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Sep 26, 2014 10:14 PM

Manchester couple loses daughter to heroin overdose


CONCORD - It is a major problem plaguing New Hampshire.

At this point, state officials are calling the use of heroin an epidemic.

The state has one of the highest rates of substance abuse in the nation but is second to last for people to get access to treatment.

NH1 wanted to know why the drug is ravaging New Hampshire families, how many children of addicted parents fall through the cracks, and where the wind up.

But first, we bring you this story of a Manchester family who tried everything they could to save their daughter's life but in the end, she wound up dead.

"A girl that was brilliant, creative, well-read, talented, compassionate, but she got bit by the dragon.

That dragon? Heroin. Amber Marie Blevens battled it for years and went to countless rehabs and tried to get clean... but she'd always relapse.

We asked Amber's parents about the time they last saw her daughter alive.

"It was Easter and she was going to spend time with the family and she was high," said Kriss Blevens, Amber's stepmother.

Kriss and her husband, Mark, remember how after dinner, they would drop Amber off in Manchester and never see her again.

"All I can remember is wrapping my arms around her and holding her but holding her a little tighter than ever before," said her stepmother. "And I just said the words I'm just so glad I said. I love you, Amber. I love you so much."

In the years leading up to her death, Amber's addiction got progressively worse. She'd leave home and live on the streets. She'd sleeps in the alleys of downtown Manchester. Several times, she'd wind up in jail on drug-related crimes.

Her father said there was one thing Amber never fully understood.

"I don't think she really thought it could happen," said Mark Blevens. "I think she thought she was invincible to death."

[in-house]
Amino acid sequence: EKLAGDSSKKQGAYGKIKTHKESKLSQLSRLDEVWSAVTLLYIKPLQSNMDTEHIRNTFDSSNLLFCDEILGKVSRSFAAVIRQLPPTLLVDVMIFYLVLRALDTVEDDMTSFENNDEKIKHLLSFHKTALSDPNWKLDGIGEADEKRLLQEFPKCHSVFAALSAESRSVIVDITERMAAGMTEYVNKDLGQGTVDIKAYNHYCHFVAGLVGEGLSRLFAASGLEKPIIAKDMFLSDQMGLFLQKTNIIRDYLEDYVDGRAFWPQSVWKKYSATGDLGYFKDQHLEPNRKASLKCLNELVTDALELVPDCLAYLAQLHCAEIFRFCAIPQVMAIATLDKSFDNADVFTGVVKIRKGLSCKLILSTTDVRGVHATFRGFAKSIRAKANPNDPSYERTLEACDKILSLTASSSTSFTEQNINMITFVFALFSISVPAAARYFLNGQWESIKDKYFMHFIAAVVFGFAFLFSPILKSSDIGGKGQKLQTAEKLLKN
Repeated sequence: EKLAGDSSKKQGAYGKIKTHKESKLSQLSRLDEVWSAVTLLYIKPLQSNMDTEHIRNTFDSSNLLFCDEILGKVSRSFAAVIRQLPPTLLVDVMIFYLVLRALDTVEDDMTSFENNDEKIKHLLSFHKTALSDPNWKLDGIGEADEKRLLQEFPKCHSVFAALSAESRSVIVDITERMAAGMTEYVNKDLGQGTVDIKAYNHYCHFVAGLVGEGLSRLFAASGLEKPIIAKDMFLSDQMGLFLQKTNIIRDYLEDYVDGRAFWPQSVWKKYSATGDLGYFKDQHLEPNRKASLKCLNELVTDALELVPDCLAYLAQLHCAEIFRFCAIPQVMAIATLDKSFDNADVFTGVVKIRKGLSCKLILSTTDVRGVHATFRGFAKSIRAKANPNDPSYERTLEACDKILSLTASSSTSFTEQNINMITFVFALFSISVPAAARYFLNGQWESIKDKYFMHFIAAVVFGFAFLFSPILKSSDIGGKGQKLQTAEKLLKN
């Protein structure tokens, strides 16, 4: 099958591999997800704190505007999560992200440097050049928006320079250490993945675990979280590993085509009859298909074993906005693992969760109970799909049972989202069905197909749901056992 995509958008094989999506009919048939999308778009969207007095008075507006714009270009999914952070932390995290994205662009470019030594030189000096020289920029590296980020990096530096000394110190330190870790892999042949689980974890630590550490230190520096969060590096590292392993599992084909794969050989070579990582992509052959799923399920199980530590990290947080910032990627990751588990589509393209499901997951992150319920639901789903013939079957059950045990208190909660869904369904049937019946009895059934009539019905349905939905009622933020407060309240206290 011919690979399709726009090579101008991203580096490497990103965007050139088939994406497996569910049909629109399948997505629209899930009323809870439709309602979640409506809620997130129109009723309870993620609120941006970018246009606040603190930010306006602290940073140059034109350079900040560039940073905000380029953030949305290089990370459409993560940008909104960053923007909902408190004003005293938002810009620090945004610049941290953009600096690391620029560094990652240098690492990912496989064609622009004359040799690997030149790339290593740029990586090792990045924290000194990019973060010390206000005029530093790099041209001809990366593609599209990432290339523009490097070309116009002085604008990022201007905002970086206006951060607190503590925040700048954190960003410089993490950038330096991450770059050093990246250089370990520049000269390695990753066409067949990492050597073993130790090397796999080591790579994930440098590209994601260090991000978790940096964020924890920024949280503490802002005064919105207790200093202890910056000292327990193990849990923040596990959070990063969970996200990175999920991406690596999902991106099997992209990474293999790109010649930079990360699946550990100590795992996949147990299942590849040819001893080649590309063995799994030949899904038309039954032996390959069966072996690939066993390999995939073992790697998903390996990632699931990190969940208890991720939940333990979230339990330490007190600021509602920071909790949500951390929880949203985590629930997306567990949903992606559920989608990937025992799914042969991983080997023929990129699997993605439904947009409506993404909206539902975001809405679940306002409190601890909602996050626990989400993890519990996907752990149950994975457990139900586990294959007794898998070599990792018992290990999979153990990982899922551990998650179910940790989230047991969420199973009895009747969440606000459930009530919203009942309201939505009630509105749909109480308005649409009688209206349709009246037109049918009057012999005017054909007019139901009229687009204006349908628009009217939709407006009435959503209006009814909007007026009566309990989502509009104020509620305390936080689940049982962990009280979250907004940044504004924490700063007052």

"He looked right at her and said, Amber, you're going to die," said Mark. "And she just shook her head like, you know, she wasn't really listening. Death did not scare her."

Then, on April 23rd of last year, amber would die of an overdose.

We asked the Blevens if they ever felt guilty for not have preventing her death.

"Other than keeping her locked up and chained up, there was nothing I could do," said Mark.

"Mark and I both together handed her life on a silver platter if she would just reach and take it but she chose the life that she chose," said Kriss.

Experts say it's a disease and when many get hooked, it's extremely hard to let go. That it's something many won't ever recover from while at the same time, the Blevens say they want people to hear their daughter's story and to start talking about what they call the taboo topic of heroin addiction.

"Mark always says you look at obituaries and it never said, died of a drug overdose," said Kriss. "Why? Because our society is ashamed to talk about the truth that addiction is ravaging out communities."

We asked the Blevens how they remember Amber today.

"How do I remember her today?" said Mark. "Angry because she's not here," he said with a short laugh afterwards.

"She's left me less judgmental than I've ever been in my life," said Kriss. "You know I always had the ability to see through her disease and believe in something greater for her."

The Blevens hope that other addicts, like amber, can get clean and stay that way. They say they know people don't have to die like their daughter did.

Meantime, the New Hampshire Department of Health and Human Services says heroin-related overdoses claimed the lives of 68 people last year.
That's nearly double the deaths just a few years ago.
As for how many people are addicted, officials say it's hard to estimate but in 2011, about 11-hundred people were treated for heroin addiction.


--  Dealing with the Disease of Addiction? Click here for help --

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